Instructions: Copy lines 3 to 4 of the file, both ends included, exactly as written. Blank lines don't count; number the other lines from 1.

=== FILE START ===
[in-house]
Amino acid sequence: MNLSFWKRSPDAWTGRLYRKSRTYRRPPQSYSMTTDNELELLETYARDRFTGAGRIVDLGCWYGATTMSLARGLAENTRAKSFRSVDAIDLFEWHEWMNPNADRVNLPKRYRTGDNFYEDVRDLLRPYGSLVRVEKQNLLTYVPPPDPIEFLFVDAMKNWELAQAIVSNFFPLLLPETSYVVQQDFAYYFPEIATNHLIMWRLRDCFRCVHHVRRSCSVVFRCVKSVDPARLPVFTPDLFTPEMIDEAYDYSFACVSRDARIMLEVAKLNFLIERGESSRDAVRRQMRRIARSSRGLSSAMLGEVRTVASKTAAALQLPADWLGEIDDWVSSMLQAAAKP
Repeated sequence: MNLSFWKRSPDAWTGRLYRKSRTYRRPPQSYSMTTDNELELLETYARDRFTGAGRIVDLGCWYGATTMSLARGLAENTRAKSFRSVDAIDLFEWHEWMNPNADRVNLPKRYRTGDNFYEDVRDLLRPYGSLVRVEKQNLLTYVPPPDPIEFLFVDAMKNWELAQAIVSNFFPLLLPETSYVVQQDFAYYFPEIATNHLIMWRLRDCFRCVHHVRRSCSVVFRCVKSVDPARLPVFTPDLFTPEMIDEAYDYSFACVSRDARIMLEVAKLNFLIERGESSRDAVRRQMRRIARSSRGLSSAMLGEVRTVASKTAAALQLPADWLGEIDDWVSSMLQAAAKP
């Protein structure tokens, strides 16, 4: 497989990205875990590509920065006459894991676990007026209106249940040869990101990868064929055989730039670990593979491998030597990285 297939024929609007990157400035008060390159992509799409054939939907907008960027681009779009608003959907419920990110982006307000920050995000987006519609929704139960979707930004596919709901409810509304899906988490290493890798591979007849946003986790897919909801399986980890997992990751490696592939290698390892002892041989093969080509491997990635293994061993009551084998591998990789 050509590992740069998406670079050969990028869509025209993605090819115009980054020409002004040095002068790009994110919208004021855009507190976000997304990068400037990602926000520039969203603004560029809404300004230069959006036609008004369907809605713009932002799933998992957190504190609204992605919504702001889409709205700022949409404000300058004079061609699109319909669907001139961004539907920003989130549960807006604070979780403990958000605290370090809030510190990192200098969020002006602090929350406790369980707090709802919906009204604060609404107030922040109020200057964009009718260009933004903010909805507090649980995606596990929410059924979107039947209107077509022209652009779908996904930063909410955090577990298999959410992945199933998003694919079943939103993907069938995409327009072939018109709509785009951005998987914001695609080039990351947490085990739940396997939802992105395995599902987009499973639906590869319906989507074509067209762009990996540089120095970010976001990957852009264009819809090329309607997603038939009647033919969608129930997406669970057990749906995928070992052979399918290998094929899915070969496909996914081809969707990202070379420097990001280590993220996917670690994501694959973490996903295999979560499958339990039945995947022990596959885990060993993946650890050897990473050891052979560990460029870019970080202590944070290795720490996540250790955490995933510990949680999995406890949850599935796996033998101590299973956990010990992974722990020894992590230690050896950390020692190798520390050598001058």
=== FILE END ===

Repeated sequence: MNLSFWKRSPDAWTGRLYRKSRTYRRPPQSYSMTTDNELELLETYARDRFTGAGRIVDLGCWYGATTMSLARGLAENTRAKSFRSVDAIDLFEWHEWMNPNADRVNLPKRYRTGDNFYEDVRDLLRPYGSLVRVEKQNLLTYVPPPDPIEFLFVDAMKNWELAQAIVSNFFPLLLPETSYVVQQDFAYYFPEIATNHLIMWRLRDCFRCVHHVRRSCSVVFRCVKSVDPARLPVFTPDLFTPEMIDEAYDYSFACVSRDARIMLEVAKLNFLIERGESSRDAVRRQMRRIARSSRGLSSAMLGEVRTVASKTAAALQLPADWLGEIDDWVSSMLQAAAKP
């Protein structure tokens, strides 16, 4: 497989990205875990590509920065006459894991676990007026209106249940040869990101990868064929055989730039670990593979491998030597990285 297939024929609007990157400035008060390159992509799409054939939907907008960027681009779009608003959907419920990110982006307000920050995000987006519609929704139960979707930004596919709901409810509304899906988490290493890798591979007849946003986790897919909801399986980890997992990751490696592939290698390892002892041989093969080509491997990635293994061993009551084998591998990789 050509590992740069998406670079050969990028869509025209993605090819115009980054020409002004040095002068790009994110919208004021855009507190976000997304990068400037990602926000520039969203603004560029809404300004230069959006036609008004369907809605713009932002799933998992957190504190609204992605919504702001889409709205700022949409404000300058004079061609699109319909669907001139961004539907920003989130549960807006604070979780403990958000605290370090809030510190990192200098969020002006602090929350406790369980707090709802919906009204604060609404107030922040109020200057964009009718260009933004903010909805507090649980995606596990929410059924979107039947209107077509022209652009779908996904930063909410955090577990298999959410992945199933998003694919079943939103993907069938995409327009072939018109709509785009951005998987914001695609080039990351947490085990739940396997939802992105395995599902987009499973639906590869319906989507074509067209762009990996540089120095970010976001990957852009264009819809090329309607997603038939009647033919969608129930997406669970057990749906995928070992052979399918290998094929899915070969496909996914081809969707990202070379420097990001280590993220996917670690994501694959973490996903295999979560499958339990039945995947022990596959885990060993993946650890050897990473050891052979560990460029870019970080202590944070290795720490996540250790955490995933510990949680999995406890949850599935796996033998101590299973956990010990992974722990020894992590230690050896950390020692190798520390050598001058």